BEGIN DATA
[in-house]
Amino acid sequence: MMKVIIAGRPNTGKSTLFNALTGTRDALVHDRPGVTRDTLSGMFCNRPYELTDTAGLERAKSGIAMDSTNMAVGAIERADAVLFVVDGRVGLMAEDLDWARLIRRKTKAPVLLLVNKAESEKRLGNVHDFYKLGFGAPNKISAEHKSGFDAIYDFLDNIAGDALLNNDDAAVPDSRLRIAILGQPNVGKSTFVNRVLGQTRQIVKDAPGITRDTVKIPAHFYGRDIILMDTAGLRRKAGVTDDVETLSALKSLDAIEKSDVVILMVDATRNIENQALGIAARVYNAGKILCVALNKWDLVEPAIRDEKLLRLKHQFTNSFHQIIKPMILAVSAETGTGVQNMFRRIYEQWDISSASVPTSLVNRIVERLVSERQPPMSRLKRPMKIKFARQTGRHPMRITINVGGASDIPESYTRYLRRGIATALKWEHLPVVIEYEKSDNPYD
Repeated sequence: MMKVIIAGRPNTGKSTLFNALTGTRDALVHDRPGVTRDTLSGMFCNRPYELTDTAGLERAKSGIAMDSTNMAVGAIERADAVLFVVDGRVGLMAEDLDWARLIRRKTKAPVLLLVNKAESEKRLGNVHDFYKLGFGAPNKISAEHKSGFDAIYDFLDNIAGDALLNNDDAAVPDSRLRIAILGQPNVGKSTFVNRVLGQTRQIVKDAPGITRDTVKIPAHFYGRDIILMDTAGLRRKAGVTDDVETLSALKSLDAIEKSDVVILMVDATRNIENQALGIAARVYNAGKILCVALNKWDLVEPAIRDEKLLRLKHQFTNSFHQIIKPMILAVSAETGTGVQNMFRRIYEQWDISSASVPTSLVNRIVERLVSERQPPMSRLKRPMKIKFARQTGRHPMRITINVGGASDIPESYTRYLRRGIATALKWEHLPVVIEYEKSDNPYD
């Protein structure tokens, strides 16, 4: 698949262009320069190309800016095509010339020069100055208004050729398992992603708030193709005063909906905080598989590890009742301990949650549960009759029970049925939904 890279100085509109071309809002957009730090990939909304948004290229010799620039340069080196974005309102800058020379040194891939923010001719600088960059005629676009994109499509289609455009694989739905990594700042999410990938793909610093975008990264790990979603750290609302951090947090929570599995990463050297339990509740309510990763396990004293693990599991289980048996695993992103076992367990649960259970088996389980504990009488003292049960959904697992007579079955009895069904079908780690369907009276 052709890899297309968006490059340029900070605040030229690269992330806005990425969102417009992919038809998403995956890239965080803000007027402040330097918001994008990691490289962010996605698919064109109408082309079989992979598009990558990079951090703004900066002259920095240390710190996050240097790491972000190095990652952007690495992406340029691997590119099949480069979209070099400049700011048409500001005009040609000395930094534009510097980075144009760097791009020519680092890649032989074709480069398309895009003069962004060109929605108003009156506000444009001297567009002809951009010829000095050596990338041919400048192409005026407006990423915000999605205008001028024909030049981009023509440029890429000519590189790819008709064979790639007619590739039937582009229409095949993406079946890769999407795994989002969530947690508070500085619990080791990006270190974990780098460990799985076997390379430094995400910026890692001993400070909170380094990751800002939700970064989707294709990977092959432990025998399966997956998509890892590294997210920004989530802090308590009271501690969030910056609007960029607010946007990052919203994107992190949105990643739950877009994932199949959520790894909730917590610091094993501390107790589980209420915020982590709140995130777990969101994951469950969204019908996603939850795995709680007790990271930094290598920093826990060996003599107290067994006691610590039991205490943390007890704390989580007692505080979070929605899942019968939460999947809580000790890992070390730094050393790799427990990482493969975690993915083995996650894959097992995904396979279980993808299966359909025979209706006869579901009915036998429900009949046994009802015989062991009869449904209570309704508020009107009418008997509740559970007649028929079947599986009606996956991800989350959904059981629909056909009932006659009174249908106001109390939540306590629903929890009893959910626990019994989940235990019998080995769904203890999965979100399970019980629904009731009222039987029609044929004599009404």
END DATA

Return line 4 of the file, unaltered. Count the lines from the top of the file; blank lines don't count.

């Protein structure tokens, strides 16, 4: 698949262009320069190309800016095509010339020069100055208004050729398992992603708030193709005063909906905080598989590890009742301990949650549960009759029970049925939904 890279100085509109071309809002957009730090990939909304948004290229010799620039340069080196974005309102800058020379040194891939923010001719600088960059005629676009994109499509289609455009694989739905990594700042999410990938793909610093975008990264790990979603750290609302951090947090929570599995990463050297339990509740309510990763396990004293693990599991289980048996695993992103076992367990649960259970088996389980504990009488003292049960959904697992007579079955009895069904079908780690369907009276 052709890899297309968006490059340029900070605040030229690269992330806005990425969102417009992919038809998403995956890239965080803000007027402040330097918001994008990691490289962010996605698919064109109408082309079989992979598009990558990079951090703004900066002259920095240390710190996050240097790491972000190095990652952007690495992406340029691997590119099949480069979209070099400049700011048409500001005009040609000395930094534009510097980075144009760097791009020519680092890649032989074709480069398309895009003069962004060109929605108003009156506000444009001297567009002809951009010829000095050596990338041919400048192409005026407006990423915000999605205008001028024909030049981009023509440029890429000519590189790819008709064979790639007619590739039937582009229409095949993406079946890769999407795994989002969530947690508070500085619990080791990006270190974990780098460990799985076997390379430094995400910026890692001993400070909170380094990751800002939700970064989707294709990977092959432990025998399966997956998509890892590294997210920004989530802090308590009271501690969030910056609007960029607010946007990052919203994107992190949105990643739950877009994932199949959520790894909730917590610091094993501390107790589980209420915020982590709140995130777990969101994951469950969204019908996603939850795995709680007790990271930094290598920093826990060996003599107290067994006691610590039991205490943390007890704390989580007692505080979070929605899942019968939460999947809580000790890992070390730094050393790799427990990482493969975690993915083995996650894959097992995904396979279980993808299966359909025979209706006869579901009915036998429900009949046994009802015989062991009869449904209570309704508020009107009418008997509740559970007649028929079947599986009606996956991800989350959904059981629909056909009932006659009174249908106001109390939540306590629903929890009893959910626990019994989940235990019998080995769904203890999965979100399970019980629904009731009222039987029609044929004599009404």